AI machine learning will continue to get smarter. When reading students, it will be able to better differentiate real activities from junk as a natural progression of the technology evolution curve. AI and machine learning get more sophisticated every month through the continual increase of computing power and the ability to process data in a way that we never could before.
While adaptive learning and AI are beneficial to students, their advances can cause ethical conundrums we aren’t yet prepared to answer.
A couple of months ago, I was speaking with a data scientist who works at a technology company. He uses AI and machine learning to judge different factors in the way a candidate reacts to an interview question. AI can sense your attitude—if you’re nervous about something, if you’re lying, etc.—which all sound great for interviews, but may cross the line of an individual’s privacy.
AI is also on the cusp of detecting medical information and may recognize that a person has a medical problem. An employer may consider the higher healthcare costs of one with a medical issue, resulting in the applicant not getting hired. This can transpire in higher education as well.
These controversies of AI being too smart for our own good are something we need to discuss solutions for—especially for the protection of our students. For this reason, pursuit of the responsible use of technology needs to remain a priority.
Enrollment in online courses is increasing, with a third of all students now taking at least one online course. The flipped classroom and hybrid programs are becoming more common. This means more students are taking exams remotely, thereby increasing the potential for cheat. Remote proctoring is an effective way to enhance integrity in today’s global online classroom and will continue to prosper in 2019.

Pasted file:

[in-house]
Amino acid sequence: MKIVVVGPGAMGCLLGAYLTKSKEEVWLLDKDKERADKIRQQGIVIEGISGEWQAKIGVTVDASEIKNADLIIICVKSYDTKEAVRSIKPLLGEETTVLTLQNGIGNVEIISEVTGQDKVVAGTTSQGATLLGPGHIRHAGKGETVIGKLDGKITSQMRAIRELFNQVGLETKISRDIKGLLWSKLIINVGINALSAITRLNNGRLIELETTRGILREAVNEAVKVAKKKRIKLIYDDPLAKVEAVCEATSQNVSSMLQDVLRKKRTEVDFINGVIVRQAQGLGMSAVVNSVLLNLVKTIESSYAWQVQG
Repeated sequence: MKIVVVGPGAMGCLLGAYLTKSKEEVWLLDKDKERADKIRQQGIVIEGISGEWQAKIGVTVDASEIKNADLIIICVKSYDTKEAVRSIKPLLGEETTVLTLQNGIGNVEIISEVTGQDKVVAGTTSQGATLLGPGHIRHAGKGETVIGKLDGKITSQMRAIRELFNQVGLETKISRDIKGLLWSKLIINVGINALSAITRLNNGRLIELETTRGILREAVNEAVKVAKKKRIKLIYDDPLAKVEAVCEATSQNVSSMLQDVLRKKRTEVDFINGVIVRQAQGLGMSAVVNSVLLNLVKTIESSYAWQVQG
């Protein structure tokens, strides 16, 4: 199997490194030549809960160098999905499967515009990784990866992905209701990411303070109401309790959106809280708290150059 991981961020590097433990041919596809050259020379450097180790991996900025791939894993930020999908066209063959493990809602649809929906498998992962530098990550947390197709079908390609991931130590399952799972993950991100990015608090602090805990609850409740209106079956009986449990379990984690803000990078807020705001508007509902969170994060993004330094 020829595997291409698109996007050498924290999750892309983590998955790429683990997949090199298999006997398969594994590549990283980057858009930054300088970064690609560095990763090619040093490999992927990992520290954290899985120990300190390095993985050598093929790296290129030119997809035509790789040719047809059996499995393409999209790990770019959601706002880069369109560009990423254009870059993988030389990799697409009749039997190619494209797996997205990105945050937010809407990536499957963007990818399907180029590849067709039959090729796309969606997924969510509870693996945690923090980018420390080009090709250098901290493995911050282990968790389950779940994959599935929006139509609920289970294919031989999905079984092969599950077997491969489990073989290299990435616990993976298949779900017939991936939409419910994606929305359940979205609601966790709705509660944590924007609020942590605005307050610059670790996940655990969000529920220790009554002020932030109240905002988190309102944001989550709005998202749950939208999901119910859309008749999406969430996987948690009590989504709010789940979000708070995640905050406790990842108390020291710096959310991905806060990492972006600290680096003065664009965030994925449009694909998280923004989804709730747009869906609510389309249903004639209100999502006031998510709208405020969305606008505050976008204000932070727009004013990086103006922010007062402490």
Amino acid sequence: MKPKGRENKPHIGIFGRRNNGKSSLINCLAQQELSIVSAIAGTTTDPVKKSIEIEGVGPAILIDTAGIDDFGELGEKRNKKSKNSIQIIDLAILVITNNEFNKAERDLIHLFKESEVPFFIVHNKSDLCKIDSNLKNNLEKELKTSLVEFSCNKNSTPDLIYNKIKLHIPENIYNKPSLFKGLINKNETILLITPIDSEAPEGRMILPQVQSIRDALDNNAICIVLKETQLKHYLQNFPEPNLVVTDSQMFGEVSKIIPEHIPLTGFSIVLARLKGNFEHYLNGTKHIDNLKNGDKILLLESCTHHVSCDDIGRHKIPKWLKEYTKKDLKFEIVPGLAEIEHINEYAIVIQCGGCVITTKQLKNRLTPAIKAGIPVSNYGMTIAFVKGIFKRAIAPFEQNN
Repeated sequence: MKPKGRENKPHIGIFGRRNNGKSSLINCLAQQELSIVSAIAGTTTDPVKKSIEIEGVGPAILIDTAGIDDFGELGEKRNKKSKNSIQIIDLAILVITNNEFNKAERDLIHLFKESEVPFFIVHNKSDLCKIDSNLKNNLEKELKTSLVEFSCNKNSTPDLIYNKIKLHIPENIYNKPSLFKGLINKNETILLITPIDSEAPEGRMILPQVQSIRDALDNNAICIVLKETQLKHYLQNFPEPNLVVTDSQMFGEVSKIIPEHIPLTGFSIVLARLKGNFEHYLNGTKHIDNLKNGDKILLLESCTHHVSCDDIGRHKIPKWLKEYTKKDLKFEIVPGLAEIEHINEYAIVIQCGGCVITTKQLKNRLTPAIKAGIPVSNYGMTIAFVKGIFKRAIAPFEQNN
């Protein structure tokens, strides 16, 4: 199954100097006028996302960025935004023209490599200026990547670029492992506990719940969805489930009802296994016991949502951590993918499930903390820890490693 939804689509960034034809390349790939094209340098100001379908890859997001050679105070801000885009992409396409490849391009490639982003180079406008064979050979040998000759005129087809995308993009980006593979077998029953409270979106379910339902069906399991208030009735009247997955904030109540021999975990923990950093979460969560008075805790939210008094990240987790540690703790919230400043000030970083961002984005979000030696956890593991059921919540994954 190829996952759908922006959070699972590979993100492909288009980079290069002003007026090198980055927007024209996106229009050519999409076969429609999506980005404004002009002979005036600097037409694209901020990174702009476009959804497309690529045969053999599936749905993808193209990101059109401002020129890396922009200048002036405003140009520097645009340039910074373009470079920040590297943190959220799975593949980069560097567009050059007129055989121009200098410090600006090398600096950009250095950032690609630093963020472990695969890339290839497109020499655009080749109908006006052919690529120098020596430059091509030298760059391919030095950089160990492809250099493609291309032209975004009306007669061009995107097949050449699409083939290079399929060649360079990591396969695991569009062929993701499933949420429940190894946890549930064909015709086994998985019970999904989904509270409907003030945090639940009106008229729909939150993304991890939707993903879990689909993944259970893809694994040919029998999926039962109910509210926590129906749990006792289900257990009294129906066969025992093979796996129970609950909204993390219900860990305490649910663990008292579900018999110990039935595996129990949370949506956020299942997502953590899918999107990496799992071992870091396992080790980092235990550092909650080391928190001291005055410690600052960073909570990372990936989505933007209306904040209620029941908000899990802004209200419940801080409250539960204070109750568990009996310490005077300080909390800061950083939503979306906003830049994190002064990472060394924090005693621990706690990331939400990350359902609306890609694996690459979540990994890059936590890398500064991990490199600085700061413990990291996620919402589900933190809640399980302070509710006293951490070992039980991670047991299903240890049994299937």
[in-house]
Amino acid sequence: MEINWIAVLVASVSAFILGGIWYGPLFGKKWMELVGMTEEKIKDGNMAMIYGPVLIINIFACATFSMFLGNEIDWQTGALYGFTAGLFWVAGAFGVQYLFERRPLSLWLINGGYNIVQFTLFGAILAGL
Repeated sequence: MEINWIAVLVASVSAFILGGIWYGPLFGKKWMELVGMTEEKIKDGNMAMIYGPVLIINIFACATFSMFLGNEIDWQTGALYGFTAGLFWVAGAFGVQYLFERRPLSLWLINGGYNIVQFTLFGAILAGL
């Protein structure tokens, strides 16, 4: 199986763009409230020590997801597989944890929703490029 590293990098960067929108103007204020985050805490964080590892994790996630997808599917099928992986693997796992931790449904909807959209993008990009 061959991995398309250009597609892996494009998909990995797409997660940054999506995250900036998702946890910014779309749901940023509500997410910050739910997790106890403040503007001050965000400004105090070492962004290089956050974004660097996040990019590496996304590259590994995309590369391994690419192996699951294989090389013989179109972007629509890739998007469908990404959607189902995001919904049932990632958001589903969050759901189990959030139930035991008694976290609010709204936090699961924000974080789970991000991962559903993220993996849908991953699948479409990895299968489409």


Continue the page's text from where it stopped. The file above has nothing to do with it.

I’ve seen a few circumstances in my work where various ‘bad actors’ have tried to penetrate the system to get answers to tests. Students have written answers on their hands, had friends dress to look like the test taker so they could take exams on their behalf, and participated in more clever tricks like this. The things people will come up with to cheat during a test will only get better in the coming years, so it’s important remote proctoring systems keeps up.
The technology in remote proctoring solutions can watch multiple test takers versus a person playing the remote proctoring role, who can only view one student at a time. The number of students a remote proctoring system can observe may increase in the near future for efficiency’s sake. Though some universities haven’t even adopted remote proctoring solutions for online examinations, I anticipate more coming on board, especially as schools will need to do all they can to maintain or increase enrollments.
There are several other trends in higher education that this year will bring about, and I’m excited for the industry to continue progressing for the betterment of our students.
Rory E. McCorkle is the senior vice president of certification and education services for PSI. During his career, Rory has worked with over 750 testing organizations, including well-known universities and colleges, licensing bodies, and renowned certification programs.